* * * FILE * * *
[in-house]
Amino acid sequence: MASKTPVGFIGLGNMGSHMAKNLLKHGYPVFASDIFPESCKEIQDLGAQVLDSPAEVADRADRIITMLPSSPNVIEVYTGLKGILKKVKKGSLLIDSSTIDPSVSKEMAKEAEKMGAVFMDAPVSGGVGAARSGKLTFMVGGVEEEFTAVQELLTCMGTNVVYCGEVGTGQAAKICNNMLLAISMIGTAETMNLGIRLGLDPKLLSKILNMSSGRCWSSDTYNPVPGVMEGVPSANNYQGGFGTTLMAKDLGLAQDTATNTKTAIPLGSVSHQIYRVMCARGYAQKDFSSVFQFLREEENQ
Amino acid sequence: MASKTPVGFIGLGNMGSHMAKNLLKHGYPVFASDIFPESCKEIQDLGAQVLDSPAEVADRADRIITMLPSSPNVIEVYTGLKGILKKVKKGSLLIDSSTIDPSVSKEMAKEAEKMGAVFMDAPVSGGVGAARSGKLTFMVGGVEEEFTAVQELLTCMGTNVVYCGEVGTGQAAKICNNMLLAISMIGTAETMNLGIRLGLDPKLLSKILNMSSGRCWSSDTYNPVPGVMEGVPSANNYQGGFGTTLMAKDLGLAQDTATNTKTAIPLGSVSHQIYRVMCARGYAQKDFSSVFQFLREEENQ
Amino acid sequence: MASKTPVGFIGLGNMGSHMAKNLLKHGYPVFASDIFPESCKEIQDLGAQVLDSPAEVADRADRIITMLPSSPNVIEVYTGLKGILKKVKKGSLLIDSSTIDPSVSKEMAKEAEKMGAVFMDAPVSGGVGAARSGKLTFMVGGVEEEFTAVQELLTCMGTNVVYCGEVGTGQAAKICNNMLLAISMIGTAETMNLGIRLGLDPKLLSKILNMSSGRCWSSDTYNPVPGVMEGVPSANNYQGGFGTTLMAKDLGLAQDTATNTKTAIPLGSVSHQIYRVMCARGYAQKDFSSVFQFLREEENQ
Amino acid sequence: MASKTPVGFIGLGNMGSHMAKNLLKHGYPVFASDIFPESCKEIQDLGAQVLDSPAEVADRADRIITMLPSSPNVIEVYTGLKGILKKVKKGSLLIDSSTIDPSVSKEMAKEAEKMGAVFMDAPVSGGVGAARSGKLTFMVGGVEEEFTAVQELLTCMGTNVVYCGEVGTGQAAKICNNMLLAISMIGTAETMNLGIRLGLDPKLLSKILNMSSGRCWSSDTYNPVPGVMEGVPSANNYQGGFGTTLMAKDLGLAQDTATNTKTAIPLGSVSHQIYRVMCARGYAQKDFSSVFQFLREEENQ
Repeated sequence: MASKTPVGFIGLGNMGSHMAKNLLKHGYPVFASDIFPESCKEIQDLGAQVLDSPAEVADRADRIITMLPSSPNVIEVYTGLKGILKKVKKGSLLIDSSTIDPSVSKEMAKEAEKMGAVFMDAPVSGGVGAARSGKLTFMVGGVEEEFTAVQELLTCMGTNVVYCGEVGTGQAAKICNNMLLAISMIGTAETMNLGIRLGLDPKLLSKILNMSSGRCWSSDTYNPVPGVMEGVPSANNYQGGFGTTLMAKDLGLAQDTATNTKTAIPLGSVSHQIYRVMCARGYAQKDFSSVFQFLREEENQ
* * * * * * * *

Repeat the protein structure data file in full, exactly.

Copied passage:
[in-house]
Amino acid sequence: MASKTPVGFIGLGNMGSHMAKNLLKHGYPVFASDIFPESCKEIQDLGAQVLDSPAEVADRADRIITMLPSSPNVIEVYTGLKGILKKVKKGSLLIDSSTIDPSVSKEMAKEAEKMGAVFMDAPVSGGVGAARSGKLTFMVGGVEEEFTAVQELLTCMGTNVVYCGEVGTGQAAKICNNMLLAISMIGTAETMNLGIRLGLDPKLLSKILNMSSGRCWSSDTYNPVPGVMEGVPSANNYQGGFGTTLMAKDLGLAQDTATNTKTAIPLGSVSHQIYRVMCARGYAQKDFSSVFQFLREEENQ
Amino acid sequence: MASKTPVGFIGLGNMGSHMAKNLLKHGYPVFASDIFPESCKEIQDLGAQVLDSPAEVADRADRIITMLPSSPNVIEVYTGLKGILKKVKKGSLLIDSSTIDPSVSKEMAKEAEKMGAVFMDAPVSGGVGAARSGKLTFMVGGVEEEFTAVQELLTCMGTNVVYCGEVGTGQAAKICNNMLLAISMIGTAETMNLGIRLGLDPKLLSKILNMSSGRCWSSDTYNPVPGVMEGVPSANNYQGGFGTTLMAKDLGLAQDTATNTKTAIPLGSVSHQIYRVMCARGYAQKDFSSVFQFLREEENQ
Amino acid sequence: MASKTPVGFIGLGNMGSHMAKNLLKHGYPVFASDIFPESCKEIQDLGAQVLDSPAEVADRADRIITMLPSSPNVIEVYTGLKGILKKVKKGSLLIDSSTIDPSVSKEMAKEAEKMGAVFMDAPVSGGVGAARSGKLTFMVGGVEEEFTAVQELLTCMGTNVVYCGEVGTGQAAKICNNMLLAISMIGTAETMNLGIRLGLDPKLLSKILNMSSGRCWSSDTYNPVPGVMEGVPSANNYQGGFGTTLMAKDLGLAQDTATNTKTAIPLGSVSHQIYRVMCARGYAQKDFSSVFQFLREEENQ
Amino acid sequence: MASKTPVGFIGLGNMGSHMAKNLLKHGYPVFASDIFPESCKEIQDLGAQVLDSPAEVADRADRIITMLPSSPNVIEVYTGLKGILKKVKKGSLLIDSSTIDPSVSKEMAKEAEKMGAVFMDAPVSGGVGAARSGKLTFMVGGVEEEFTAVQELLTCMGTNVVYCGEVGTGQAAKICNNMLLAISMIGTAETMNLGIRLGLDPKLLSKILNMSSGRCWSSDTYNPVPGVMEGVPSANNYQGGFGTTLMAKDLGLAQDTATNTKTAIPLGSVSHQIYRVMCARGYAQKDFSSVFQFLREEENQ
Repeated sequence: MASKTPVGFIGLGNMGSHMAKNLLKHGYPVFASDIFPESCKEIQDLGAQVLDSPAEVADRADRIITMLPSSPNVIEVYTGLKGILKKVKKGSLLIDSSTIDPSVSKEMAKEAEKMGAVFMDAPVSGGVGAARSGKLTFMVGGVEEEFTAVQELLTCMGTNVVYCGEVGTGQAAKICNNMLLAISMIGTAETMNLGIRLGLDPKLLSKILNMSSGRCWSSDTYNPVPGVMEGVPSANNYQGGFGTTLMAKDLGLAQDTATNTKTAIPLGSVSHQIYRVMCARGYAQKDFSSVFQFLREEENQ